8-Year-Old Meets With Bone Marrow Donor Who Saved His Life

PHOTO: Grant Berg, 8, meets Marvin Zumkley, a German college student who donated bone marrow to Berg three years ago, at Los Angeles International Airport on May 3, 2015.PlayKABC
WATCH 8-Year-Old Meets Bone Marrow Donor Who Saved His Life

If not for a stranger halfway around the world, 8-year-old Grant Berg wouldn't be alive today, his mother said.

Grant needed a bone marrow transplant, but after an international search, it was an 18-year-old German college student who came to his rescue in 2011, Grant's mother, Kristi Berg told ABC News. And on Sunday night, Grant and his hero met for the first time at the Los Angeles International Airport.

"I've imagined it so often in my mind and now it is reality," Grant's bone marrow donor, Marvin Zumkley, 22, told KABC-TV, ABC's Los Angeles station. "It was crazy. It was overwhelming, and it was just a good feeling."

PHOTO: Grant Berg, 8, meets Marvin Zumkley, a German college student who donated bone marrow to Berg three years ago, at Los Angeles International Airport on May 3, 2015.KABC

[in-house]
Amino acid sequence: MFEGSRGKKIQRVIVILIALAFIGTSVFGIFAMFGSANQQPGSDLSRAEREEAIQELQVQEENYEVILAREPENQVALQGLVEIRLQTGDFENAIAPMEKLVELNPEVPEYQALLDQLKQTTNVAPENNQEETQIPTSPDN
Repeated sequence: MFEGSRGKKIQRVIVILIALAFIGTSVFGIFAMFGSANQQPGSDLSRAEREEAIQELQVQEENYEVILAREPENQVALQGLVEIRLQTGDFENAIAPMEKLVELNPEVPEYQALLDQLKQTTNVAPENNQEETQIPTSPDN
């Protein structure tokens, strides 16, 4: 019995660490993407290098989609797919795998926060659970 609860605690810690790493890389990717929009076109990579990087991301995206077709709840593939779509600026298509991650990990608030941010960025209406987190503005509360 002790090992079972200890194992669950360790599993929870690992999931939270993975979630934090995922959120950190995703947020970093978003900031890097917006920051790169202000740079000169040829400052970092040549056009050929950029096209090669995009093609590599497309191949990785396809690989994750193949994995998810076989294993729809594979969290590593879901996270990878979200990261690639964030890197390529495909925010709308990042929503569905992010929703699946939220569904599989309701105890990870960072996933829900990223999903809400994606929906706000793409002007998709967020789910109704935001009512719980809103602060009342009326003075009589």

Grant Berg, 8, meets Marvin Zumkley, a German college student who donated bone marrow to Berg three years ago, at Los Angeles International Airport on May 3, 2015.

A year and a half before the transplant, Grant was diagnosed with aplastic anemia, a rare but serious condition in which the bone marrow stops producing new blood cells, Berg said. This includes red blood cells, which carry oxygen; white blood cells, which fight off infection; and platelets, which mend blood vessels and stop bleeding, according to Dr. Hillard Lazarus, who directs UH Case Medical Center's novel cell therapy program in Cleveland but has not met or treated Grant.

"You need to treat this thing," Lazarus said, adding that it's often unclear what causes aplastic anemia. But only about 600 to 900 people are diagnosed with it every year.

Berg said Grant was getting different kinds of transfusions every week for a year and a half before the transplant.

"For a year and a half, he lived off other people's blood," Berg said. "I can't even count the amount of transfusions he had."

And then Zumkley's bone marrow changed Grant's life, she said. “It means everything to me," she added.

Grant was also born with only part of his cerebellum, so he'll be tested later this year for genetic conditions, she said.

After staying up well past his bedtime to meet Zumkley, Grant fell asleep in the car on the ride home to Temecula, California, Berg said. The plan is for Zumkley to relax for a few days, visit Disneyland and find other ways to enjoy southern California and get to know Grant, she said.